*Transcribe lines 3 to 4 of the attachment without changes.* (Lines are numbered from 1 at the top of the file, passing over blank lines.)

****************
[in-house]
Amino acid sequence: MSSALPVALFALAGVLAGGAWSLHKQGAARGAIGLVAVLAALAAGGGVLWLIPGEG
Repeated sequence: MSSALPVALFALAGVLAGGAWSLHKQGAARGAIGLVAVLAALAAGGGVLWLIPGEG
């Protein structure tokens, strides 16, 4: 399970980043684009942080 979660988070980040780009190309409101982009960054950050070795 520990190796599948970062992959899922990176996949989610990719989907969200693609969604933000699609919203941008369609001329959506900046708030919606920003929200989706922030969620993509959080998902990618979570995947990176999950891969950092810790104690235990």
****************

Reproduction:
Repeated sequence: MSSALPVALFALAGVLAGGAWSLHKQGAARGAIGLVAVLAALAAGGGVLWLIPGEG
């Protein structure tokens, strides 16, 4: 399970980043684009942080 979660988070980040780009190309409101982009960054950050070795 520990190796599948970062992959899922990176996949989610990719989907969200693609969604933000699609919203941008369609001329959506900046708030919606920003929200989706922030969620993509959080998902990618979570995947990176999950891969950092810790104690235990």